Cloud Computing in Health Care to Reach $5.4 Billion by 2017: Report
Although regulatory and security concerns have held back the health care industry from widespread adoption of public clouds, the overall cloud computing market in health care will grow to $5.4 billion by 2017, according to a report by research firm MarketsandMarkets.
In 2011, 4 percent of the health care industry used cloud computing, but that number will jump to 20.5 percent a year, according to the July 2 report.
The company studied the health care IT cloud market for the period 2012-2017.
In the health care cloud market, no cloud provider holds more than a 5 percent share, according to the report. Health care cloud vendors include Agfa Healthcare, CareCloud, Dell, GE Healthcare and Merge Healthcare.
MarketsandMarkets divided the health care industry into clinical and nonclinical cloud use. Clinical applications consist of EHRs, physician order entry and software for imaging and pharmacy use, while nonclinical applications include revenue cycle management, patient billing and claims management.
Attempting to share EHRs among facilities in various geographic areas without the benefits of cloud storage could delay treatment of patients, according to MarketsandMarkets.
"The flip side of this advantage is that health care data has specific requirements such as security, confidentiality, availability to authorized users, traceability of access, reversibility of data and long-term preservation," the report stated.
Regulations such as the electronic health record guidelines on meaningful use and the Health Insurance Portability and Accountability Act (HIPAA) impeded health care adoption of public cloud systems, which are hosted by third parties, according to the report.
However, private clouds hosted in-house and hybrid models are poised for growth, the report said. Security and privacy concerns as well as a need to trace data have also slowed public cloud adoption in health care.
Like the MarketsandMarkets report, a 2011 Cloud Computing Tracking Poll by IT services provider CDW found that concerns about data security and privacy slowed cloud adoption in health care.
Problems in making IT systems interoperable have also delayed cloud computing growth in the health care industry, according to MarketsandMarketss.
"It's rarely a question of scale; it's always a question of pace," said Dr. Harry Greenspun, senior adviser for health care transformation and technology at the Deloitte Center for Health Solutions.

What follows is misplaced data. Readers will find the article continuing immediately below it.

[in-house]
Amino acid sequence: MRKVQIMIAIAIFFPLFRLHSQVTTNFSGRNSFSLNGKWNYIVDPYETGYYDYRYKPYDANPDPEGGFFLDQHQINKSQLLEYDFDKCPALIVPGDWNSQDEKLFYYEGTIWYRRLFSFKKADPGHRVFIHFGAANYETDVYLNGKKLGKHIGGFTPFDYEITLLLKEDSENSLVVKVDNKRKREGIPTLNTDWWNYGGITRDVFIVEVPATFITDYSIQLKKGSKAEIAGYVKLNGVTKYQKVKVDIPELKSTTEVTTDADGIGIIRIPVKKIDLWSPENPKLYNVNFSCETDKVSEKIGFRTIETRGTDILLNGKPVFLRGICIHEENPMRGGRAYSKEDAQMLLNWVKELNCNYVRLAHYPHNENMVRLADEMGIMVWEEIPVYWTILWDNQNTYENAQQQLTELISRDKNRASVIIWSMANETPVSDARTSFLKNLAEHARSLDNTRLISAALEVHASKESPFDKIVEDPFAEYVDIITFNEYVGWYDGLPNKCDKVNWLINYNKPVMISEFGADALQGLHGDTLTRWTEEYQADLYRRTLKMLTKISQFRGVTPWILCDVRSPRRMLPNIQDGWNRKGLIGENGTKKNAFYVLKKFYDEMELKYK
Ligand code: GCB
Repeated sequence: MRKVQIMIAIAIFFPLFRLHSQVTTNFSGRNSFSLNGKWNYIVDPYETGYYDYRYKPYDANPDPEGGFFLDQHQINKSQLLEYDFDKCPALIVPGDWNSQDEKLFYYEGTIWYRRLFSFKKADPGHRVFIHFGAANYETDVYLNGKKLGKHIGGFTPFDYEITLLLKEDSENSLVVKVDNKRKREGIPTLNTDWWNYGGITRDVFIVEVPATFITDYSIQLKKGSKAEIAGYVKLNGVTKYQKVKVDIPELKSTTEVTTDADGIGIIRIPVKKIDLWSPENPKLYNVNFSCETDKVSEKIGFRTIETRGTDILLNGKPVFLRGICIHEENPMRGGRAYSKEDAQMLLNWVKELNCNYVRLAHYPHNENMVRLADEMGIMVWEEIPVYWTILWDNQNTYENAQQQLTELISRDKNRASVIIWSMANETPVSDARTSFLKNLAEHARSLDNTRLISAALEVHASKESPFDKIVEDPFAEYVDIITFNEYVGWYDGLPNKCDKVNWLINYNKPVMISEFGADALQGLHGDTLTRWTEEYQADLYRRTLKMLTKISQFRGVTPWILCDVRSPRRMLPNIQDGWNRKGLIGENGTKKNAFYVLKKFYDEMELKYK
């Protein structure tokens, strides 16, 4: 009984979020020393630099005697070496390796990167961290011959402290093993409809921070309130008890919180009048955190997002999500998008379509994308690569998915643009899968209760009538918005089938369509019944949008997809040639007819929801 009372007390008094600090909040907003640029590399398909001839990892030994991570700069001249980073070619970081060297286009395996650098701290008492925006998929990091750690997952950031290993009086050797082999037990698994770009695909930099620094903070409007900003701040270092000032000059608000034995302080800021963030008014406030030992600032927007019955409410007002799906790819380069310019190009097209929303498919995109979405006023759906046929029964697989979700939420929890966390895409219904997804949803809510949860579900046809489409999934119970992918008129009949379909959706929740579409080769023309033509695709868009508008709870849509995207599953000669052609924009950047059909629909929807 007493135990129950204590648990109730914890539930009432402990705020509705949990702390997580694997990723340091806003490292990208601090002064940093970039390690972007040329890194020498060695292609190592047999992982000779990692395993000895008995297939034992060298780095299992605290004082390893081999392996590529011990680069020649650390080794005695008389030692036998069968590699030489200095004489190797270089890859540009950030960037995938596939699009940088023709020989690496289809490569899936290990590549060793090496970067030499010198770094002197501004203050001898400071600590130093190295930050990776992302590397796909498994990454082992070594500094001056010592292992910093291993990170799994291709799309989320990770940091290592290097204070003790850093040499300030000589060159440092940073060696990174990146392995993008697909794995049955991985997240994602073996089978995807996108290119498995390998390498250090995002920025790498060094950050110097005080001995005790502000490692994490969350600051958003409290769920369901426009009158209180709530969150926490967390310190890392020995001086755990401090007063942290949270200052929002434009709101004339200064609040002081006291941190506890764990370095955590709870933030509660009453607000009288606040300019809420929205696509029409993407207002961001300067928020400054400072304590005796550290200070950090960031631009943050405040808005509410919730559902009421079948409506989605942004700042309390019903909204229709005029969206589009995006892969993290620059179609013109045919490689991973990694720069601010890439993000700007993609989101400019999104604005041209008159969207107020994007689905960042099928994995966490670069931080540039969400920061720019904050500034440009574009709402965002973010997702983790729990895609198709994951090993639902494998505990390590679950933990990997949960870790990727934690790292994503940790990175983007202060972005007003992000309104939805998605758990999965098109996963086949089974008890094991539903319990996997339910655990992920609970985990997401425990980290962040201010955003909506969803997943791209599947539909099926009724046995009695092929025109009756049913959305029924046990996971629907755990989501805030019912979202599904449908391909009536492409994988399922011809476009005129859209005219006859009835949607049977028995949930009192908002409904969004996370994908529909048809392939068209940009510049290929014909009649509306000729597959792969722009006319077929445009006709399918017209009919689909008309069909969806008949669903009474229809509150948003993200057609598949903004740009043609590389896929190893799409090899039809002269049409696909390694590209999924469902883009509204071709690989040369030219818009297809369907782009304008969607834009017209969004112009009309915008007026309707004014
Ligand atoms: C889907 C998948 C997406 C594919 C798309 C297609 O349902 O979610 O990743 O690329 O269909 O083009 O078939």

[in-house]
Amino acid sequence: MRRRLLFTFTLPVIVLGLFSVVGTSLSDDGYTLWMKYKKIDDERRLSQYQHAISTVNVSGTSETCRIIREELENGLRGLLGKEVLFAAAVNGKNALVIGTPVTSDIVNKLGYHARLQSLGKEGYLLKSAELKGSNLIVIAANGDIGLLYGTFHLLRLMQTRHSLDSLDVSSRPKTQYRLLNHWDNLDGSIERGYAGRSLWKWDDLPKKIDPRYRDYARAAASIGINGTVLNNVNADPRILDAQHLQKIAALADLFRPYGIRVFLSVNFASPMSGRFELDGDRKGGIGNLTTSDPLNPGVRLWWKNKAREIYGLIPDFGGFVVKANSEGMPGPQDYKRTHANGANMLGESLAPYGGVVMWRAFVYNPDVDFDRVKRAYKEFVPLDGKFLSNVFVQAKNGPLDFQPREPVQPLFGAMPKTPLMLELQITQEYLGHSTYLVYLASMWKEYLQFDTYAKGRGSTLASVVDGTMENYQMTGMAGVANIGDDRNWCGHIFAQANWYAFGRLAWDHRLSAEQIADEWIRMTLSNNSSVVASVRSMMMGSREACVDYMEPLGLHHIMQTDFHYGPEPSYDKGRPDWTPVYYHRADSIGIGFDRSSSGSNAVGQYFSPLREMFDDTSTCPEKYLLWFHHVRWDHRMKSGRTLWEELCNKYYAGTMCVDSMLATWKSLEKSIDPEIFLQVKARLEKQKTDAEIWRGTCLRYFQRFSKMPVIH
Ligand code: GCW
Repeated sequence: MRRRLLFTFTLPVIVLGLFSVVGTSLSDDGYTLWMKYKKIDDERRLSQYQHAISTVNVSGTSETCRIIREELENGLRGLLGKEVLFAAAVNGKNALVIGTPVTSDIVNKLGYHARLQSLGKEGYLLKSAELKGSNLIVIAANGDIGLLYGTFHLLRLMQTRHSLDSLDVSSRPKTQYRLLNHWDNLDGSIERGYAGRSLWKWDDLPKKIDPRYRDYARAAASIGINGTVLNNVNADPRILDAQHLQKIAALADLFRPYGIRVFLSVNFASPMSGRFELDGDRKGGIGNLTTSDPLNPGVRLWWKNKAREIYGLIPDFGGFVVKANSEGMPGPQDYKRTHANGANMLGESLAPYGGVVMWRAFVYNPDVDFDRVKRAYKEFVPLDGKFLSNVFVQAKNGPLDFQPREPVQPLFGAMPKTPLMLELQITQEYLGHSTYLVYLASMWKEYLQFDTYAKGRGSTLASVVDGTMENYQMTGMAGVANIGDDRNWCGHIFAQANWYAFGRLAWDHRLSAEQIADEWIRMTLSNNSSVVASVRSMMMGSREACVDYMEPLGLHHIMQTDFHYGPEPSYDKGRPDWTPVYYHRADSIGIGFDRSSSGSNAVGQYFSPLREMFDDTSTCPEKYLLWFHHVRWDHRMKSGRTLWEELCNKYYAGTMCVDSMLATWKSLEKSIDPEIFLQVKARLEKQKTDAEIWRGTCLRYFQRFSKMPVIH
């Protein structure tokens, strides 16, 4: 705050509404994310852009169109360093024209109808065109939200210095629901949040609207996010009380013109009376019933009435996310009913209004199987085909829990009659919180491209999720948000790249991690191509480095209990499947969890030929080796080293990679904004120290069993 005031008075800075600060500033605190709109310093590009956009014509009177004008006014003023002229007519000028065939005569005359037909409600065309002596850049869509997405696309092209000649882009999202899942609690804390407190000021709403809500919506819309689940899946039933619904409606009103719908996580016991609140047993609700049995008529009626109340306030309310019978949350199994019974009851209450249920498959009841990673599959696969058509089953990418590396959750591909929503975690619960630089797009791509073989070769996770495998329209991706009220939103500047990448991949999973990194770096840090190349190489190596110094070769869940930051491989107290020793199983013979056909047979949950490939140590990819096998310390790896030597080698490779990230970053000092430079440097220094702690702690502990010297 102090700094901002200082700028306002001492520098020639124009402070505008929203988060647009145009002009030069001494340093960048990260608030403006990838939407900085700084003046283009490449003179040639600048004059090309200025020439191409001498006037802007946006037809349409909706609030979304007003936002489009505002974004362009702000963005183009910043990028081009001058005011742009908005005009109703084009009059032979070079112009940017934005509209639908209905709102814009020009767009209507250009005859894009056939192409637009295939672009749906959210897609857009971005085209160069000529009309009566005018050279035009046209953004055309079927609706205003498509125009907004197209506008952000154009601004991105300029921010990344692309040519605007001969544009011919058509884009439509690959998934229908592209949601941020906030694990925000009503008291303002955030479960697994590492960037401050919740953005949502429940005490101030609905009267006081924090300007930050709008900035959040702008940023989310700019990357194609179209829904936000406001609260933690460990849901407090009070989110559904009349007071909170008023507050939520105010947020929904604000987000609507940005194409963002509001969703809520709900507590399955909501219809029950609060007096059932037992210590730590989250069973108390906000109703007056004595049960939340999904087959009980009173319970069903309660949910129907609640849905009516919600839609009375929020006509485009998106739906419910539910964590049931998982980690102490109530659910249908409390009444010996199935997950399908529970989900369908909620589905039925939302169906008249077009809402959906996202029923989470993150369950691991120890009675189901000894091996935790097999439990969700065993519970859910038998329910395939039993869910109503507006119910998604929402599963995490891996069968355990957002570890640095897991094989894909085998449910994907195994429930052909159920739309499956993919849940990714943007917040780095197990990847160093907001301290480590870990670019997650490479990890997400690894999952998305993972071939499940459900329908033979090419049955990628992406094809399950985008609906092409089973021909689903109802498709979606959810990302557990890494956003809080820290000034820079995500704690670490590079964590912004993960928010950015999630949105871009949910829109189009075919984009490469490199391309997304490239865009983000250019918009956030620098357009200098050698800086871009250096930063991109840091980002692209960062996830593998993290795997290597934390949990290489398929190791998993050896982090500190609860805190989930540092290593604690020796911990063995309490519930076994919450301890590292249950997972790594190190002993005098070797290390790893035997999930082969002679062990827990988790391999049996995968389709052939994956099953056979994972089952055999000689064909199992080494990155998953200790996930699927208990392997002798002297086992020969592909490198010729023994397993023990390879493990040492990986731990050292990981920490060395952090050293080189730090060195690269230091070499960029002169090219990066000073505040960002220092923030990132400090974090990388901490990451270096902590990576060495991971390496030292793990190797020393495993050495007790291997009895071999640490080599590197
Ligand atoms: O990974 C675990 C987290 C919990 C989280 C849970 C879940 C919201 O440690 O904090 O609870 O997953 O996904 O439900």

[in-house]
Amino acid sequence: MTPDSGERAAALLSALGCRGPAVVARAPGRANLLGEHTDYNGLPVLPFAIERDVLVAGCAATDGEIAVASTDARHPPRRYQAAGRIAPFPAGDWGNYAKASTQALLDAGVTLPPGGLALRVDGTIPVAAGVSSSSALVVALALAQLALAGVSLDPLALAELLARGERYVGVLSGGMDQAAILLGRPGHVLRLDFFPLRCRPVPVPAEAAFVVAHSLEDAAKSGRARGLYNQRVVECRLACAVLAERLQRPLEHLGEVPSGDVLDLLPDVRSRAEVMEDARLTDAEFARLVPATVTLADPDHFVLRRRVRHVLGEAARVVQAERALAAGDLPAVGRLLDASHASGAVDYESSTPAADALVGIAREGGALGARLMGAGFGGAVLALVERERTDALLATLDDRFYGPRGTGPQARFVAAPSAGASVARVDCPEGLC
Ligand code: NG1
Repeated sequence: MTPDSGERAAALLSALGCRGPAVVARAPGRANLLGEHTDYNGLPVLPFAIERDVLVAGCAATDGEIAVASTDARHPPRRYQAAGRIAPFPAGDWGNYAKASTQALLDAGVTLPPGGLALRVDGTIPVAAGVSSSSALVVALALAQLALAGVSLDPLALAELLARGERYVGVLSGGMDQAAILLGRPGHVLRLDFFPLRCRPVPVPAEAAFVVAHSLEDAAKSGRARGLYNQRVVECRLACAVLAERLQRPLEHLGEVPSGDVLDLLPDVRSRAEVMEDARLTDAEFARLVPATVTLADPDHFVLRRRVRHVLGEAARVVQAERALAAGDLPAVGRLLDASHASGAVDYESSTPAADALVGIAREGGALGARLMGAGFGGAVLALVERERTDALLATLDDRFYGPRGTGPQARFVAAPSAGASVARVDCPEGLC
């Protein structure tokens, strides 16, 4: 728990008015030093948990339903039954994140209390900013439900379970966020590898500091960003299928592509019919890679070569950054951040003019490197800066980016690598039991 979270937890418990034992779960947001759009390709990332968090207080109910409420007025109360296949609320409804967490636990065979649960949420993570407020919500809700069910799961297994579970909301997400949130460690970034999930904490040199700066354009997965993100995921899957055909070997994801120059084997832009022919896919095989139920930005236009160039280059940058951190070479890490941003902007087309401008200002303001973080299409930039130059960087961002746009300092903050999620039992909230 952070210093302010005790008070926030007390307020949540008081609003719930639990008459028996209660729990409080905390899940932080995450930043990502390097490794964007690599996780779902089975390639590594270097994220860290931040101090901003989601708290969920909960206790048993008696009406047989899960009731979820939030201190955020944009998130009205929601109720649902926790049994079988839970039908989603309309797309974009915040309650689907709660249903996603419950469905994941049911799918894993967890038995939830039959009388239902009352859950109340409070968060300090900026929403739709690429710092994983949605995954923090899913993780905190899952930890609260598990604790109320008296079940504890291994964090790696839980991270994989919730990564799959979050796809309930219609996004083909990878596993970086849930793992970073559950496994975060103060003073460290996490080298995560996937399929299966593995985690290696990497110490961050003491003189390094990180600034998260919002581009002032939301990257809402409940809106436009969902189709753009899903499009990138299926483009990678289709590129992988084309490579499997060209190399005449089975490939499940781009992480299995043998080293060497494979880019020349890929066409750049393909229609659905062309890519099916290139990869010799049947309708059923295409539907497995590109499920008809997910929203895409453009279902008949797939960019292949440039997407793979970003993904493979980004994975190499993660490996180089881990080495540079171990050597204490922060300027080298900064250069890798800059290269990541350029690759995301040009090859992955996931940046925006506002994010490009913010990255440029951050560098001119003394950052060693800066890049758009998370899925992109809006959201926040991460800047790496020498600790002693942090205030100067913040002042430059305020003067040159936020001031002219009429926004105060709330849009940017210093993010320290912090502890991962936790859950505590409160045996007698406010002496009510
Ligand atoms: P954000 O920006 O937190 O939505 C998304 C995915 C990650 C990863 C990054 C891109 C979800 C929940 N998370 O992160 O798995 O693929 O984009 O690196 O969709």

"With so many things in health care, we're often slow to adopt new technologies with concerns over privacy and security, and the issue of not having the data where you are," Greenspun told eWEEK. "So we're going through the same kind growing pains that other industries have gone through related to the cloud but usually a little bit after they have."
North America is the largest adopter of cloud computing technology, the report stated.
A December 2011 survey by KLAS Research found that 55 percent of hospital executives interviewed had stored data in the cloud, according to FierceHealthIT. This data included clinical applications and email.
Cloud computing has become necessary in health care with the need to store radiology images in archiving and communication systems (PACS), Chris Witt, president and co-founder of Wake Technology Services, told eWEEK in a 2011 interview.
In addition, 71 percent of health care providers were deploying or planned to deploy cloud technology, KLAS reported. Despite this large percentage, many health care providers were uncertain what cloud computing is and how it can be used in health care, according to KLAS.
Health care organizations turn to cloud computing to save on the costs of storing hardware locally. The cloud holds big data sets for EHRs, radiology images and genomic data for clinical drug trials.
Dell has donated its cloud infrastructure to store data for pediatric cancer research. In another use case, the Colleagues In Care Global Health Network is employing IBM SmartCloud for Social Business to boost health care delivery in Haiti by connecting medical workers and volunteers to critical data.